gut bacteria depression

Gut Bacteria Found to Cause Depression and Anxiety in Obesity

Depression and anxiety are national health issues that affect a large percentage of the population. Recent research has shown that those who suffer from obesity may be more likely to experience depression and anxiety. The new study was performed by researchers at Joslin Diabetes Center and found that bacteria in the gut microbiome can cause depression and anxiety in people with obesity.

The researchers observed depressive and anxious behaviors in mice who were put on a high-fat diet and became obese. They said that the mice on the high-fat diet were more depressed and anxious than the mice who were on a regular diet. They also found that when the mice were given antibiotics that would change the gut microbiome, the behaviors resolved themselves.

“What this study says is that many things in your diet might affect the way your brain functions, but one of those things is the way diet changes the gut bacteria or microbes. Your diet isn’t always necessarily just making your blood sugar higher or lower; it’s also changing a lot of signals coming from gut microbes and these signals make it all the way to the brain,” says Ronald Kahn, a researcher on this study.

The mice were given four animal behavior tests, which are generally used when performing drug assessments for treatment of depression and anxiety. In each of the four tests, the mice who were on the high-fat diet showed significantly higher rates of depression and anxiety than the mice who were on the normal diet.

Bacteria in the Gut Causes Depression and Anxiety

The researchers were able to pinpoint bacteria in the microbiome as the cause of this increase in depression and anxiety by transferring bacteria from the mice who were on the high-fat diet into mice who did not have any bacteria in their gut.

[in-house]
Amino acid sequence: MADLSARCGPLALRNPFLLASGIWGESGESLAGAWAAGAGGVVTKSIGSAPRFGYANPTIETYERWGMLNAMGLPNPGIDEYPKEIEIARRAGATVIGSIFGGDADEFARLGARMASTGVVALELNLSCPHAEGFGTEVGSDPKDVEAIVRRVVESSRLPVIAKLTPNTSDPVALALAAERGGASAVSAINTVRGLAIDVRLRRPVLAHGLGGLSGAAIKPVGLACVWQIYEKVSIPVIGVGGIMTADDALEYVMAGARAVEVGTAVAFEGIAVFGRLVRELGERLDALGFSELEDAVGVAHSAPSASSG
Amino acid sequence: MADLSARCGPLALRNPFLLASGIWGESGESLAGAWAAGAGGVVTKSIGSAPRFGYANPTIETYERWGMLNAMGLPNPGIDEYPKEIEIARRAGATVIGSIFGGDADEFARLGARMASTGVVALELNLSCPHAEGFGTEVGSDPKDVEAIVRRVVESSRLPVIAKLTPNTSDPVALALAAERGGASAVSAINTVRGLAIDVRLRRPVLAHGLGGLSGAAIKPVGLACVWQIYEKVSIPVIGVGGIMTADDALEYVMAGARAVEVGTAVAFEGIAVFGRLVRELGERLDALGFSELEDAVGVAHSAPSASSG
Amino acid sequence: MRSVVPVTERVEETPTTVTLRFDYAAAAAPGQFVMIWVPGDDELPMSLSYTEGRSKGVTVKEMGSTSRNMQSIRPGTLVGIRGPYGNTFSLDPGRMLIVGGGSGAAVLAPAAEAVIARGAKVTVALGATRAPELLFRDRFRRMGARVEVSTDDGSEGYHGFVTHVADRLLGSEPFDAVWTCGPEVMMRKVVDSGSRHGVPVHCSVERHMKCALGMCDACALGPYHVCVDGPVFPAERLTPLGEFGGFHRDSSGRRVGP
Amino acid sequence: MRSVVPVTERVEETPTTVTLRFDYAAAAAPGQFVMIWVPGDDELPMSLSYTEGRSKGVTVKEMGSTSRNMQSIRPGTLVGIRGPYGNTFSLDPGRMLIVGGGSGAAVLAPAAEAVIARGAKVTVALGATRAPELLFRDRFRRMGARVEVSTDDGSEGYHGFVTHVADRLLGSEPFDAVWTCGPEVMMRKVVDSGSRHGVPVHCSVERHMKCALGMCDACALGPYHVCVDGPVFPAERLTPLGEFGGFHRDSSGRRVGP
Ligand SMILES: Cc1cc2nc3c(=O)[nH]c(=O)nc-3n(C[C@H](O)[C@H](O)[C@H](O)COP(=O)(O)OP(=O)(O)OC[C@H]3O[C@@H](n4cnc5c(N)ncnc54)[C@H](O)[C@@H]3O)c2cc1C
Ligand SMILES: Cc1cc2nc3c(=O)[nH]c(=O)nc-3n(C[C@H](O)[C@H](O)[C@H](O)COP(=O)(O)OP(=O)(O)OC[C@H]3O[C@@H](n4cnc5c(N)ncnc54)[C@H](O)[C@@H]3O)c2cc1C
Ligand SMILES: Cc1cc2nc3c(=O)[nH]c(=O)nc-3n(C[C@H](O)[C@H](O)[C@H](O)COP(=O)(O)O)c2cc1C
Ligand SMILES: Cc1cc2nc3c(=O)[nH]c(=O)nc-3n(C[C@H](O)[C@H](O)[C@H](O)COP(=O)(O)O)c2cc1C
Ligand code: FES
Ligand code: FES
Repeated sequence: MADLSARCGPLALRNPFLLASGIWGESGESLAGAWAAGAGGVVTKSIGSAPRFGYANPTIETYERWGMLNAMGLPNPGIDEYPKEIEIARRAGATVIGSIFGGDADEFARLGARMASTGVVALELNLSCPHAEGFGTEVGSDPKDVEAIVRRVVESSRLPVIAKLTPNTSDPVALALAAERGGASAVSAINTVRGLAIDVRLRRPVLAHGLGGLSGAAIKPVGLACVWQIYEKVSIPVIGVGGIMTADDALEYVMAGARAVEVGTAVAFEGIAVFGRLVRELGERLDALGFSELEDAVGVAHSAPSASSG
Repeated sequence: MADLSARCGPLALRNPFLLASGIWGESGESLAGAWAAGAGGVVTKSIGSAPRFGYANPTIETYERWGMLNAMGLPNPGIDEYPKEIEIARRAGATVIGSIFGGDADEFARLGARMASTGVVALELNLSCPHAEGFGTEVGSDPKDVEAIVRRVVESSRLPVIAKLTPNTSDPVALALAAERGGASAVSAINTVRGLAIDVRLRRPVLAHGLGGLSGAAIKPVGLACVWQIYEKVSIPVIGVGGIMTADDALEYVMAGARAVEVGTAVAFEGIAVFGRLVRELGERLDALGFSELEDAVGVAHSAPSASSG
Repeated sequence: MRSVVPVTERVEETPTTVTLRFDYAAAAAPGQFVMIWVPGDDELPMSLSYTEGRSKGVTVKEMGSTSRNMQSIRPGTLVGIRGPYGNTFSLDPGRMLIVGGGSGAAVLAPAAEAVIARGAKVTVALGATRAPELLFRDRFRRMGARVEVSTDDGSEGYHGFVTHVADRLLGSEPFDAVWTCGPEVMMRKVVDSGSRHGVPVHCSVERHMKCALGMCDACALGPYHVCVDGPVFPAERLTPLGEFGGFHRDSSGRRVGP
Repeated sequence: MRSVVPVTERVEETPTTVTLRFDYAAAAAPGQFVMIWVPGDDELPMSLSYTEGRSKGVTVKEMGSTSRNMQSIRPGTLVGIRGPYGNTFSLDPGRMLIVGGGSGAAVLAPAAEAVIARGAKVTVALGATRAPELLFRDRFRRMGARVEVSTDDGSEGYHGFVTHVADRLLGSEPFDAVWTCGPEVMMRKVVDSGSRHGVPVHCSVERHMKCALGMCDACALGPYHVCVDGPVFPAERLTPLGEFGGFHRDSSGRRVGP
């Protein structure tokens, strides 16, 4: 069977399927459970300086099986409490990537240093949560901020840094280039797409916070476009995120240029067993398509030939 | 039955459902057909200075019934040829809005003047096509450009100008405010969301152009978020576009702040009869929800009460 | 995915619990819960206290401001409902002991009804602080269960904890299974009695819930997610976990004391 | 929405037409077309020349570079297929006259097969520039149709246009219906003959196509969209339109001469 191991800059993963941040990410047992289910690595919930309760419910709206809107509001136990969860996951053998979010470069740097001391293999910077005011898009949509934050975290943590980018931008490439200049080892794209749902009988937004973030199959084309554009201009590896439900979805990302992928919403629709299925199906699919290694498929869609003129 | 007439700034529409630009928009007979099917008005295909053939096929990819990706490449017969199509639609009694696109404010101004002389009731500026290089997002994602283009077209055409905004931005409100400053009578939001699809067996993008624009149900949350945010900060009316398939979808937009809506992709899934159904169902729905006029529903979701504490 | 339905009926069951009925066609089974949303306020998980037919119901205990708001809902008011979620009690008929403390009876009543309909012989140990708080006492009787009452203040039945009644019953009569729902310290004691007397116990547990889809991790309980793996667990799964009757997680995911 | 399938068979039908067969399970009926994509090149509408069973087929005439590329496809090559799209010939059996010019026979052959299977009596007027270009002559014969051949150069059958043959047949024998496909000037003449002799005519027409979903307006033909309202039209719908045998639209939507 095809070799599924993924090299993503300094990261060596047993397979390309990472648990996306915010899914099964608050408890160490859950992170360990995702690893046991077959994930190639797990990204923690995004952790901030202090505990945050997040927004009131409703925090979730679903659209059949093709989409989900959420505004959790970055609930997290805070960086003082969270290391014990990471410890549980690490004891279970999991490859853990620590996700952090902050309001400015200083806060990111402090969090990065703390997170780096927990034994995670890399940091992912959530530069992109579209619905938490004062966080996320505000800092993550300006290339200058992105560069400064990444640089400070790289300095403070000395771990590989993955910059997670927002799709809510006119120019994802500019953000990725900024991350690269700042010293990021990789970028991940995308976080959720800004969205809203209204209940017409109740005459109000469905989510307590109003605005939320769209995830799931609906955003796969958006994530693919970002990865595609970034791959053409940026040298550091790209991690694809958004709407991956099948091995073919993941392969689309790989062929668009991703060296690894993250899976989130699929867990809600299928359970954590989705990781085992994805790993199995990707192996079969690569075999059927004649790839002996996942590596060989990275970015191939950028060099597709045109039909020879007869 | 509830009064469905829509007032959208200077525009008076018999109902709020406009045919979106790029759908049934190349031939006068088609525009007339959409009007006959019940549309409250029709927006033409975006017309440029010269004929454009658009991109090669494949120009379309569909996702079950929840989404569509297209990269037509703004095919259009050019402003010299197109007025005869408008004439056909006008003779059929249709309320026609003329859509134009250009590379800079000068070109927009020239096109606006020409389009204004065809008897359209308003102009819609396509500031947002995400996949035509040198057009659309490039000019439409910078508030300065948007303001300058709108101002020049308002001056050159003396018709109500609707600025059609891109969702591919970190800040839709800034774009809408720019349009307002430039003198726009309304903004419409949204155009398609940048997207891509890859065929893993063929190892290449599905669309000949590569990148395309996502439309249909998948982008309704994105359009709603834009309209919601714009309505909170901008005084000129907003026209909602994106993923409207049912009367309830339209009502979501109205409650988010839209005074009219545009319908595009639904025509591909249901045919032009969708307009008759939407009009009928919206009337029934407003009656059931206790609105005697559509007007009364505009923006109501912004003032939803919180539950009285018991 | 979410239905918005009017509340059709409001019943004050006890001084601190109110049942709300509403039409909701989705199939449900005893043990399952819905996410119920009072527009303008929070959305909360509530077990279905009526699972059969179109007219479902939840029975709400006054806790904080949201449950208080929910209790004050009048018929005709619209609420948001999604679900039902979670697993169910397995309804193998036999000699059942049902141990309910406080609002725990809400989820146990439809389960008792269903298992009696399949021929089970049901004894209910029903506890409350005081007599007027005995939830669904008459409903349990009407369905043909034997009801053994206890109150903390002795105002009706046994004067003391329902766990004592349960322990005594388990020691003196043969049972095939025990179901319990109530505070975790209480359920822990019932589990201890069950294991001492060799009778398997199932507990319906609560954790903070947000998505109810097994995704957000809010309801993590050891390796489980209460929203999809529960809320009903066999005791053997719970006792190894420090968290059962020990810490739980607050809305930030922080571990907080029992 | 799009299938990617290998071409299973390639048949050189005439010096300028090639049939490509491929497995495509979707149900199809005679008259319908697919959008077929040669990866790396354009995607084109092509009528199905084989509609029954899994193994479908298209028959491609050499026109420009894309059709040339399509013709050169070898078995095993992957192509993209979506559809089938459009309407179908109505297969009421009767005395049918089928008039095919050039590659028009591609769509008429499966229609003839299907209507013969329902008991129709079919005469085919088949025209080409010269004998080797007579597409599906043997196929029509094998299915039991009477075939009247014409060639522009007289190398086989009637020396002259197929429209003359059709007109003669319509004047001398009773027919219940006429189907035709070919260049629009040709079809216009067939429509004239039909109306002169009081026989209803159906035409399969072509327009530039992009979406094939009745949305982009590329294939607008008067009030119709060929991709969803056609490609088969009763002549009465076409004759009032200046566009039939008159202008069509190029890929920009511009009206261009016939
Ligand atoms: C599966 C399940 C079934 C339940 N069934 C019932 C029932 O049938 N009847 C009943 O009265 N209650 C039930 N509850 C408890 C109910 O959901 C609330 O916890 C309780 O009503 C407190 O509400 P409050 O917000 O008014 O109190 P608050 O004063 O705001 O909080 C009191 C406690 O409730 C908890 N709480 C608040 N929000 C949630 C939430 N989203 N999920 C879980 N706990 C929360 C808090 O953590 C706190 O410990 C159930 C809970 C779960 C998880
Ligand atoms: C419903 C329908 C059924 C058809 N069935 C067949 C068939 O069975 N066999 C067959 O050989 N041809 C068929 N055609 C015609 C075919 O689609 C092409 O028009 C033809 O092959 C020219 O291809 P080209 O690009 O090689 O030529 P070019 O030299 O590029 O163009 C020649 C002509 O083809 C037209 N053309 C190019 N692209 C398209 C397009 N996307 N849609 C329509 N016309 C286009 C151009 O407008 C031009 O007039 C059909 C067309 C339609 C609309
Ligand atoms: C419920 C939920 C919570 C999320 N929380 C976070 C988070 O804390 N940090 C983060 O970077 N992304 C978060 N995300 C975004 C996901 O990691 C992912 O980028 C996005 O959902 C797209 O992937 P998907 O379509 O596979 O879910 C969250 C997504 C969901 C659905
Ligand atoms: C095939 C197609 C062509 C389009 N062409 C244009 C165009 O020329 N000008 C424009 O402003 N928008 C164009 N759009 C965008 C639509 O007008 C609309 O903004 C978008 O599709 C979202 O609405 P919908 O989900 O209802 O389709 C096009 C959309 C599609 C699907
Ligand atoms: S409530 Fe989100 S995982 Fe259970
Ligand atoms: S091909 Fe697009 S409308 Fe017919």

The mice who were injected with the gut bacteria from the high-fat diet mice then began to show anxious and obsessive behaviors. If the bacteria were taken from a mouse who was on a high-fat diet but had then been treated with antibiotics, the injected mouse did not show signs of depression or anxiety, even though it had not been treated with antibiotics itself.

The researchers then examined the hypothalamus and nucleus accumbens in the brains of the mice, to test the theory that these areas become insulin-resistant when a high-fat diet is consumed. These are two areas of the brain responsible body metabolism and mood and behavior, respectively.

“We demonstrated that, just like other tissues of the body, these areas of the brain become insulin resistant in mice on high-fat diets,” Kahn says. “And this response to the high fat is partly, and in some cases almost completely, reversed by putting the animals on antibiotics. Antibiotics are blunt tools that change many bacteria in very dramatic ways. Going forward, we want to get a more sophisticated understanding about which bacteria contribute to insulin resistance in the brain and in other tissues.”

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